Alabama riot bill heads under criticism toward a House vote
Published 5:05 am Thursday, February 10, 2022
A divided committee on Wednesday advanced legislation that would mandate jail time for participating in a riot which the bill defines as a gathering that creates a danger of injuries and property damage
Republicans supporting the bill said it is needed to combat violent protests that cause injuries and property damage. But critics said the legislation’s definition of riot is vague and would allow an officer to make arrests based on presumptions about the people in the demonstration. The House Judiciary approved the bill on a 10-4 vote. It now moves to the Alabama House of Representatives.
Republican Rep. Allen Treadaway, a retired Birmingham assistant police chief, proposed the bill after a summer protest in Birmingham in the wake of George Floyd’s death in Minneapolis. The protest turned destructive and led to multiple businesses being burned and damaged.
“Buildings were burning. Stores were being looted. Pawn shops were being looted for weapons,” Treadaway, a Republican from Morris, told the committee. The former assistant police chief said he believed the local chapter of Black Lives Matter had planned a peaceful protest, but that it was “hijacked” by organized people who wanted violence.
Several lawmakers who are Black expressed concern that the bill’s definition of a riot is subjective. They said an officer could make arrests based on his or her presumptions about the people involved.
The bill, after it was amended by the committee, defines riot as, “the assemblage of five or more persons engaging in conduct which creates an immediate danger of and/or results in damage to property or injury to persons.” Attending such a gathering after an order from police to disperse would be a misdemeanor punishable by a mandatory 30 days in jail. The bill also would require a mandatory 24-hour hold without bail for anyone who is arrested for rioting.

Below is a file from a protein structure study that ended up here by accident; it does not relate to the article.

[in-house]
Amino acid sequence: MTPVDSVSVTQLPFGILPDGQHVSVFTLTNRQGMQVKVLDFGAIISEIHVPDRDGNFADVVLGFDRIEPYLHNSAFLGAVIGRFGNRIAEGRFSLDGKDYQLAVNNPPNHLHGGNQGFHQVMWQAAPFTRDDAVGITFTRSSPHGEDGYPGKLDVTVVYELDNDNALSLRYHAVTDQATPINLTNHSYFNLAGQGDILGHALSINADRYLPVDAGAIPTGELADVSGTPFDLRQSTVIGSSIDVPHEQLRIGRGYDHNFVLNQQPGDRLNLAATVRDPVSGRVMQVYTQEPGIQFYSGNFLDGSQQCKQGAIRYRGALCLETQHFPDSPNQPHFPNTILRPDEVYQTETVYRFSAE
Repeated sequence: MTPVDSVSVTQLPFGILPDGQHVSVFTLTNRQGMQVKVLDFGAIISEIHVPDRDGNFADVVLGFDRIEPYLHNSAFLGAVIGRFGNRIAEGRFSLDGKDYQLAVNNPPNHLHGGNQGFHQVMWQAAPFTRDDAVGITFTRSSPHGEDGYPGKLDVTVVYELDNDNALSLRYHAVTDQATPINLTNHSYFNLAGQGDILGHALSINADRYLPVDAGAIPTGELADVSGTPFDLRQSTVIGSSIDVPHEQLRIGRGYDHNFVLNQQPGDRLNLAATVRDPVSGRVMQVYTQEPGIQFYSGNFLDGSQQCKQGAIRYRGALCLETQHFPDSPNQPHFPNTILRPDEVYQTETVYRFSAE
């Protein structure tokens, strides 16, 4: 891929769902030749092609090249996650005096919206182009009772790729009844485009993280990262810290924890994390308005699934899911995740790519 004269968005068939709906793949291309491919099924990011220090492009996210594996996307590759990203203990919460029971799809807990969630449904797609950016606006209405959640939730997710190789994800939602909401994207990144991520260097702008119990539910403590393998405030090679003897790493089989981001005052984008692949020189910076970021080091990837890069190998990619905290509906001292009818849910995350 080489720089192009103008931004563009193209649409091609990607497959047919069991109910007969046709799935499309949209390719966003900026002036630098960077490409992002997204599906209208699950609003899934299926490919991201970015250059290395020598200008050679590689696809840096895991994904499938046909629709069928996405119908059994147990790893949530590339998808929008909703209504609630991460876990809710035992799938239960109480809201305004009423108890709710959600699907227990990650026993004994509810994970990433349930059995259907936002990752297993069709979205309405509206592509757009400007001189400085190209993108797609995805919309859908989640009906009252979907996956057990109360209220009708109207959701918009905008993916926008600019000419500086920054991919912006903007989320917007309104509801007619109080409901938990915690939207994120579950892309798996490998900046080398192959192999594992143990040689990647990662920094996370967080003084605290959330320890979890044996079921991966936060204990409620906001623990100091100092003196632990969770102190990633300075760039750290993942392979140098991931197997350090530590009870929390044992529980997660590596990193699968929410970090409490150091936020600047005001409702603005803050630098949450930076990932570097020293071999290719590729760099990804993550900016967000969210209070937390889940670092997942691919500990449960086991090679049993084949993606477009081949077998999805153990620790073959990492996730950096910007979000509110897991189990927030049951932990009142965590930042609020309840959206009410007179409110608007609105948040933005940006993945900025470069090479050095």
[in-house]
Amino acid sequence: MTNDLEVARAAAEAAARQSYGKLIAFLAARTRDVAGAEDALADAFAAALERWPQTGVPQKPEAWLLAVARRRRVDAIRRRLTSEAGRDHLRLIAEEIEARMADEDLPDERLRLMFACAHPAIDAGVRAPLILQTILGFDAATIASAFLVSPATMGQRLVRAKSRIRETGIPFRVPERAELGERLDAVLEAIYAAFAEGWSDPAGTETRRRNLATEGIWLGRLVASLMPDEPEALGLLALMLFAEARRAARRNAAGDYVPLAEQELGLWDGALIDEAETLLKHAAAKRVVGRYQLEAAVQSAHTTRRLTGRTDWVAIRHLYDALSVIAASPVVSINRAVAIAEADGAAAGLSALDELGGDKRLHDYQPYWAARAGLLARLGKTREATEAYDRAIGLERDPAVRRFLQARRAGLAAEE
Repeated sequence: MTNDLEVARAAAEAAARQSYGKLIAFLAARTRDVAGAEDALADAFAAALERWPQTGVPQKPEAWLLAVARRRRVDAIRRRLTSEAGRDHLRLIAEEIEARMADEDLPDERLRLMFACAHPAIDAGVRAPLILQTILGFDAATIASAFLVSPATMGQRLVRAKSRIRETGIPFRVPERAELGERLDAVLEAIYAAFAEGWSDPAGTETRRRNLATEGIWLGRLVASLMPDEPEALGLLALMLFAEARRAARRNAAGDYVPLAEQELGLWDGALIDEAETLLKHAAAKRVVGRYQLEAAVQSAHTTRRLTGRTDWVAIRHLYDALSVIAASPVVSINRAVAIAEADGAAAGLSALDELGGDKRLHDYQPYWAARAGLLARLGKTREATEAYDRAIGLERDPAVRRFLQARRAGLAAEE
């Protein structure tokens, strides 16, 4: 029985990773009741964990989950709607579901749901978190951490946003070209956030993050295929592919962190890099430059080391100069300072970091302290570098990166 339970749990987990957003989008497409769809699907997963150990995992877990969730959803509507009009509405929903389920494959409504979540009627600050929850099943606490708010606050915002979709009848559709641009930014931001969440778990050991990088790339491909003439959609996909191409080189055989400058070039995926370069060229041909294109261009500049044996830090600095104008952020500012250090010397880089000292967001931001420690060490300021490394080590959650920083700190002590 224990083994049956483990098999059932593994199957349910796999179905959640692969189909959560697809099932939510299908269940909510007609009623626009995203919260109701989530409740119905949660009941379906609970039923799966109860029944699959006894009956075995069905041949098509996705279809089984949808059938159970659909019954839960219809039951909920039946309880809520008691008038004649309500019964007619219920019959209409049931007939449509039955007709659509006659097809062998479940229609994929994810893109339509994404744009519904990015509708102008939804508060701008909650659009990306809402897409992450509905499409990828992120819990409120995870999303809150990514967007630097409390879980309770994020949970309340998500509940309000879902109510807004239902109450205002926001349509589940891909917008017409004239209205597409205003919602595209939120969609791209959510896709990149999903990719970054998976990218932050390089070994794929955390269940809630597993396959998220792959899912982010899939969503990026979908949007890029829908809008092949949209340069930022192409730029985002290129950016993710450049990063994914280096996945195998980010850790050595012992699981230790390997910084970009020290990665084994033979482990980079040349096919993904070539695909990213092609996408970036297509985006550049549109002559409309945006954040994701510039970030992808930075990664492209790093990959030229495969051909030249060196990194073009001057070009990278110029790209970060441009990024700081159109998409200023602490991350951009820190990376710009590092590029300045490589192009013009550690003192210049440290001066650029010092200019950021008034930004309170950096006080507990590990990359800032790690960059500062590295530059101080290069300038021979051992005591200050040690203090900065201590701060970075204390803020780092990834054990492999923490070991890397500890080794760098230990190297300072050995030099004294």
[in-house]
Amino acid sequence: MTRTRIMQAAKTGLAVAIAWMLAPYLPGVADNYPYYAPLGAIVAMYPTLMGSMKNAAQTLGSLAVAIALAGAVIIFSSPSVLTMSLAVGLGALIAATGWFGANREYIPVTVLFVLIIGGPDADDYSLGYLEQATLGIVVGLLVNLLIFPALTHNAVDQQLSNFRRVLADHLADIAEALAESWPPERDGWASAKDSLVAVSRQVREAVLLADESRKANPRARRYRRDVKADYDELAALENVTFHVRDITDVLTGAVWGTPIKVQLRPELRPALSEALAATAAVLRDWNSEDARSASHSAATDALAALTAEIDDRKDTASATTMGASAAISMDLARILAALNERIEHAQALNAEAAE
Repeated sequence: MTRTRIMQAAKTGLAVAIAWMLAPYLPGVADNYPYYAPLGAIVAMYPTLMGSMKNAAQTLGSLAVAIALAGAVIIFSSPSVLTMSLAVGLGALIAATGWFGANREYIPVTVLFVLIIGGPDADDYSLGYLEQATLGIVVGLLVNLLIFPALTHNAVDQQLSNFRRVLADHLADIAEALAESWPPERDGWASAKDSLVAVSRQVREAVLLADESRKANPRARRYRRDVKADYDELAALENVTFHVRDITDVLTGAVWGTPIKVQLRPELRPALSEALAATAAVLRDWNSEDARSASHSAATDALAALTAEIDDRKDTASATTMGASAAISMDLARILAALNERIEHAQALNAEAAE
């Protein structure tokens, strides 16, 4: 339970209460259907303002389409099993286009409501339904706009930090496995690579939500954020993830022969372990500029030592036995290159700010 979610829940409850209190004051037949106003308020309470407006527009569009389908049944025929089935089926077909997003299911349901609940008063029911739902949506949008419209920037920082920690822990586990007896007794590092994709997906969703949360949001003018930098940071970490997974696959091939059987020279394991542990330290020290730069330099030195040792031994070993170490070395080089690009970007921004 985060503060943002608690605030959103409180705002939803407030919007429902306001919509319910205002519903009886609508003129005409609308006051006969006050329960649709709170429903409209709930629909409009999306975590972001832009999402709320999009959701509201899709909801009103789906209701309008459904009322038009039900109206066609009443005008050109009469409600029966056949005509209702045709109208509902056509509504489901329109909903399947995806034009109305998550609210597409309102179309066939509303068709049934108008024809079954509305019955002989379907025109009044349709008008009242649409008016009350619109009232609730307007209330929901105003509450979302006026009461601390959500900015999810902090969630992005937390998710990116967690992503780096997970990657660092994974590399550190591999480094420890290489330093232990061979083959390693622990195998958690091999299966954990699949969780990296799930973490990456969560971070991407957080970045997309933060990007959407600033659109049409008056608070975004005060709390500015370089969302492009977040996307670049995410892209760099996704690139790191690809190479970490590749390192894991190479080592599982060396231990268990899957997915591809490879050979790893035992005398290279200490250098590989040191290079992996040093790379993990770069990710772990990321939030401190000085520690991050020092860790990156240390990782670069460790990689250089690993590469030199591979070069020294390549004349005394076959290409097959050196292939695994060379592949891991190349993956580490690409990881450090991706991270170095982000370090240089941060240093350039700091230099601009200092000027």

Rep. Merika Coleman, said her 21-year-old son, a college student and football player, is “one of the sweetest people you will ever meet.” But she said some people make assumptions when they see a group of young Black men.
“They make an assumption about who they are, and they make an assumption about what they are about to do,” said Coleman, a Democrat from Pleasant Grove.
“How do we make sure bad actors don’t use this provision in the law disproportionately against communities of color who they make an assumption are thugs, criminals because of their perception of what a thug and criminal looks like.”
Rep. Chris England said the proposal allows a law enforcement officer to make arrests based on presumptions.
“It appears to me the definition of riot and legitimate political discourse appears to be who is participating,” England said, adding that some people get the benefit of the doubt while others carry a presumption.
“People who look like me carry presumption. People who don’t look like me carry the benefit of the doubt,” England, a Democrat from Tuscaloosa, said.
Treadaway responded that he didn’t think they could reach a “perfect definition” but “you have to put trust in the law enforcement officers and in the court system.”
“It was pretty clear to law enforcement what happened in Birmingham was rioters, looters and criminals,” Treadaway said.
A federal judge blocked a similar Florida statute from taking effect. The American Civil Liberties Union of Alabama has said it would seek a similar injunction in Alabama if the bill were to become law.